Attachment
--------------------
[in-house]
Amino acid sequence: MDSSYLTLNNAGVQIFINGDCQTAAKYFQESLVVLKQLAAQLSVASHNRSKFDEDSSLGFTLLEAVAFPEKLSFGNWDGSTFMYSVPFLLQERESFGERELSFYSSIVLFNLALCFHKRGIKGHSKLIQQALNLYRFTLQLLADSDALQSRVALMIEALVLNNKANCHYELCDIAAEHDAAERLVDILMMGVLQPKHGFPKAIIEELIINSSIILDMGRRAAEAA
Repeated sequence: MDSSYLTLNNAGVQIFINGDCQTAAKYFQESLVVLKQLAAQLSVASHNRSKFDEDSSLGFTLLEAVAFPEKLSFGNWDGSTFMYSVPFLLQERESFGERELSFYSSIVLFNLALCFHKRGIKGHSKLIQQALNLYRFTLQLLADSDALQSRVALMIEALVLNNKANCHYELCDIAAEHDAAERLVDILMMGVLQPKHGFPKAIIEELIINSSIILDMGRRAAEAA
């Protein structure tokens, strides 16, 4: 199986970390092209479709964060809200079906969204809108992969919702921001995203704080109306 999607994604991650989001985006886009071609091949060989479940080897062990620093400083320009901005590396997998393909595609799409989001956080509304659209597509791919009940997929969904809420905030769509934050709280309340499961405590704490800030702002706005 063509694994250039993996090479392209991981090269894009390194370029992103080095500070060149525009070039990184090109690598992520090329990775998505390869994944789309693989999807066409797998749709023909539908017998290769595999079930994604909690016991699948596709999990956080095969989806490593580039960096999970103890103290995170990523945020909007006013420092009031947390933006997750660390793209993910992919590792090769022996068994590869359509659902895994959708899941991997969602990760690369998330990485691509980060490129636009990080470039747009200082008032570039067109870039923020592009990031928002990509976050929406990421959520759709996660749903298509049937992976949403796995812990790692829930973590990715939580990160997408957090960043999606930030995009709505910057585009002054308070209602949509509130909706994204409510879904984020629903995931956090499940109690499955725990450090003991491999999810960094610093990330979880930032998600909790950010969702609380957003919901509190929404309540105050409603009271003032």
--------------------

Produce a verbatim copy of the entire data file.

[in-house]
Amino acid sequence: MDSSYLTLNNAGVQIFINGDCQTAAKYFQESLVVLKQLAAQLSVASHNRSKFDEDSSLGFTLLEAVAFPEKLSFGNWDGSTFMYSVPFLLQERESFGERELSFYSSIVLFNLALCFHKRGIKGHSKLIQQALNLYRFTLQLLADSDALQSRVALMIEALVLNNKANCHYELCDIAAEHDAAERLVDILMMGVLQPKHGFPKAIIEELIINSSIILDMGRRAAEAA
Repeated sequence: MDSSYLTLNNAGVQIFINGDCQTAAKYFQESLVVLKQLAAQLSVASHNRSKFDEDSSLGFTLLEAVAFPEKLSFGNWDGSTFMYSVPFLLQERESFGERELSFYSSIVLFNLALCFHKRGIKGHSKLIQQALNLYRFTLQLLADSDALQSRVALMIEALVLNNKANCHYELCDIAAEHDAAERLVDILMMGVLQPKHGFPKAIIEELIINSSIILDMGRRAAEAA
């Protein structure tokens, strides 16, 4: 199986970390092209479709964060809200079906969204809108992969919702921001995203704080109306 999607994604991650989001985006886009071609091949060989479940080897062990620093400083320009901005590396997998393909595609799409989001956080509304659209597509791919009940997929969904809420905030769509934050709280309340499961405590704490800030702002706005 063509694994250039993996090479392209991981090269894009390194370029992103080095500070060149525009070039990184090109690598992520090329990775998505390869994944789309693989999807066409797998749709023909539908017998290769595999079930994604909690016991699948596709999990956080095969989806490593580039960096999970103890103290995170990523945020909007006013420092009031947390933006997750660390793209993910992919590792090769022996068994590869359509659902895994959708899941991997969602990760690369998330990485691509980060490129636009990080470039747009200082008032570039067109870039923020592009990031928002990509976050929406990421959520759709996660749903298509049937992976949403796995812990790692829930973590990715939580990160997408957090960043999606930030995009709505910057585009002054308070209602949509509130909706994204409510879904984020629903995931956090499940109690499955725990450090003991491999999810960094610093990330979880930032998600909790950010969702609380957003919901509190929404309540105050409603009271003032």